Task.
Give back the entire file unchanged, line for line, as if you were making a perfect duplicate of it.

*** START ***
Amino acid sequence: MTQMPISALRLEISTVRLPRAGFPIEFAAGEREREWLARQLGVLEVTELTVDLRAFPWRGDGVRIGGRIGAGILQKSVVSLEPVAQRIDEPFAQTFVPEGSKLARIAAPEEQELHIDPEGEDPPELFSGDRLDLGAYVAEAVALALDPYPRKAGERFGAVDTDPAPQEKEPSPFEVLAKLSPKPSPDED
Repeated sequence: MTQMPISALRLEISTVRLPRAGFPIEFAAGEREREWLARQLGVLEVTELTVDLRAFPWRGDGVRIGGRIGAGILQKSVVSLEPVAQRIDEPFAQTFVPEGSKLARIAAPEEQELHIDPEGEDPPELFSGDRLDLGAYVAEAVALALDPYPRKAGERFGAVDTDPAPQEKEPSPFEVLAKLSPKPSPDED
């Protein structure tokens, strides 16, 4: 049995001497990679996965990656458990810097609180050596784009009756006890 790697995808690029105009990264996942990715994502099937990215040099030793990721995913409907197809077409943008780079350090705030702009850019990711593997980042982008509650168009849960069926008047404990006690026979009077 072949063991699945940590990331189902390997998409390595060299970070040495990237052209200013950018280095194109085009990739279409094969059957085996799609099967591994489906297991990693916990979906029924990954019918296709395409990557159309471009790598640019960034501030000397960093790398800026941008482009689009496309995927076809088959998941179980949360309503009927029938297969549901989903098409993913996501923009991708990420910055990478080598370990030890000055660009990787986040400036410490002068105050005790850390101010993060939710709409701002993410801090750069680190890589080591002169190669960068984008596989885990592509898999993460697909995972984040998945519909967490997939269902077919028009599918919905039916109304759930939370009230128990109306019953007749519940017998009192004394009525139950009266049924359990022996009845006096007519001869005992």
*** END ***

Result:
Amino acid sequence: MTQMPISALRLEISTVRLPRAGFPIEFAAGEREREWLARQLGVLEVTELTVDLRAFPWRGDGVRIGGRIGAGILQKSVVSLEPVAQRIDEPFAQTFVPEGSKLARIAAPEEQELHIDPEGEDPPELFSGDRLDLGAYVAEAVALALDPYPRKAGERFGAVDTDPAPQEKEPSPFEVLAKLSPKPSPDED
Repeated sequence: MTQMPISALRLEISTVRLPRAGFPIEFAAGEREREWLARQLGVLEVTELTVDLRAFPWRGDGVRIGGRIGAGILQKSVVSLEPVAQRIDEPFAQTFVPEGSKLARIAAPEEQELHIDPEGEDPPELFSGDRLDLGAYVAEAVALALDPYPRKAGERFGAVDTDPAPQEKEPSPFEVLAKLSPKPSPDED
């Protein structure tokens, strides 16, 4: 049995001497990679996965990656458990810097609180050596784009009756006890 790697995808690029105009990264996942990715994502099937990215040099030793990721995913409907197809077409943008780079350090705030702009850019990711593997980042982008509650168009849960069926008047404990006690026979009077 072949063991699945940590990331189902390997998409390595060299970070040495990237052209200013950018280095194109085009990739279409094969059957085996799609099967591994489906297991990693916990979906029924990954019918296709395409990557159309471009790598640019960034501030000397960093790398800026941008482009689009496309995927076809088959998941179980949360309503009927029938297969549901989903098409993913996501923009991708990420910055990478080598370990030890000055660009990787986040400036410490002068105050005790850390101010993060939710709409701002993410801090750069680190890589080591002169190669960068984008596989885990592509898999993460697909995972984040998945519909967490997939269902077919028009599918919905039916109304759930939370009230128990109306019953007749519940017998009192004394009525139950009266049924359990022996009845006096007519001869005992």